Jeffrey Zients, the president's appointee to fix the problems with Healthcare.gov, said the site is now stable and operating at its intended capacity. (T.J. Kirkpatrick / Getty Images)
The White House announced Sunday it has met its goal to make the Healthcare.gov website operate smoothly for most users.
“The bottom line is health care.gov on December first is night and day from where it was October first,” said Jeffrey Zients, the president’s appointee to fix the website’s problems. “The site is now stable and operating at its intended capacity at greatly improved performance.”
At the beginning of November, Zients said the site had an “up time” of just 43%. As of Nov. 30, the site’s up time was 95 percent.
“We have a much more stable system that’s reliably open for business,” Zients said.
After hardware updates and bug fixes that continued through the weekend, the federal health exchange site now has the capacity to serve 50,000 people at a time, for a total of 800,000 people a day, according to a report Health and Human Services released this morning.
“We needed to get the team working with the speed and urgency of a high-tech company,” Zients said. Just as a high-tech company accountable to shareholders would, the team has focused in the past month on daily progress reports to ensure people know what’s being done to fix the site. At least 50 bug fixes were made just last night, bringing the number of fixes up to more than 400.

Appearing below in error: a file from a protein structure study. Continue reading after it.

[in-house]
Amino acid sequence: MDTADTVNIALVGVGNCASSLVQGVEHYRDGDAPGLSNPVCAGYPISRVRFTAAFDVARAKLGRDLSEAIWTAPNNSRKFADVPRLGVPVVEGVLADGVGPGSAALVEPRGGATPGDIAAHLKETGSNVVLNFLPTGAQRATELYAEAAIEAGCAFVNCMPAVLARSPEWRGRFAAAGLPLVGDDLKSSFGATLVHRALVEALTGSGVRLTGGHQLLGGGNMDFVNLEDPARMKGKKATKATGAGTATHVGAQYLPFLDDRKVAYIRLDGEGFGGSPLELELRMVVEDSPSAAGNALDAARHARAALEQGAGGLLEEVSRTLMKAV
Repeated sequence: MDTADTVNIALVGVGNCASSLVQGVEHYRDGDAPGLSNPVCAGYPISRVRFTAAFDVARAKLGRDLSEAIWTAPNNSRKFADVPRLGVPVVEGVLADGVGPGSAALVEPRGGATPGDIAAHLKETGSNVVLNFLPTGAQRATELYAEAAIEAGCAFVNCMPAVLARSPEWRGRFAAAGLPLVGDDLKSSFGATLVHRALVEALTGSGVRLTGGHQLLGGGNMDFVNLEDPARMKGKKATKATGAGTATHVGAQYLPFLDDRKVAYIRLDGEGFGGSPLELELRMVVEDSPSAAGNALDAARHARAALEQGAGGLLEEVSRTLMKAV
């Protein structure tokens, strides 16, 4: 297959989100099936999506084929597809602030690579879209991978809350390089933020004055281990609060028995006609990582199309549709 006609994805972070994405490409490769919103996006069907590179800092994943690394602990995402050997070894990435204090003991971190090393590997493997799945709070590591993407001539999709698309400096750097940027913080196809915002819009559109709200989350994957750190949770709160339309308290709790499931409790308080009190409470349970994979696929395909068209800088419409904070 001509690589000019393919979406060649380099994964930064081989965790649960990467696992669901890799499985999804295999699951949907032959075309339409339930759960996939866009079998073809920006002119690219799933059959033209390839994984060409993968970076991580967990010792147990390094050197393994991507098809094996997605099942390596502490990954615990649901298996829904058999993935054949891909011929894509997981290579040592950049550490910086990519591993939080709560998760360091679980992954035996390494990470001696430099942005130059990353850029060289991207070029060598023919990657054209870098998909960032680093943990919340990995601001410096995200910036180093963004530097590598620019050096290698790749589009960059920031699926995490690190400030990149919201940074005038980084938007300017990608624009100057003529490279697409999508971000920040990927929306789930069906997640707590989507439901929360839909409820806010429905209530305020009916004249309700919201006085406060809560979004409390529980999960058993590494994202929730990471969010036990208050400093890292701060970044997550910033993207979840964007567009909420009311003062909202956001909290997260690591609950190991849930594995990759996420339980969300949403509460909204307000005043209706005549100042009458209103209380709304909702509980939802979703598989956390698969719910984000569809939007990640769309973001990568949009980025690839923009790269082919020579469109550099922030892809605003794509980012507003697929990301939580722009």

When the site, which allows people to compare private plan benefits and costs in an apples-to-apples way before buying an insurance policy, launched Oct. 1, millions of people were disappointed by slow or frozen pages, an inability to log in, and incorrect or missing information. Officials say that has been fixed.
So far, the team has:
■ Made hundreds of software fixes, upgraded hardware, and monitored the system to make improvements.
■ Stabilized the site at its original intended capacity
■ Improved overall metrics, which means the site is working well for most users.
A new hardware upgrade made Friday quadrupled the registration capacity, Zients said.
Kennedy writes for USA Today.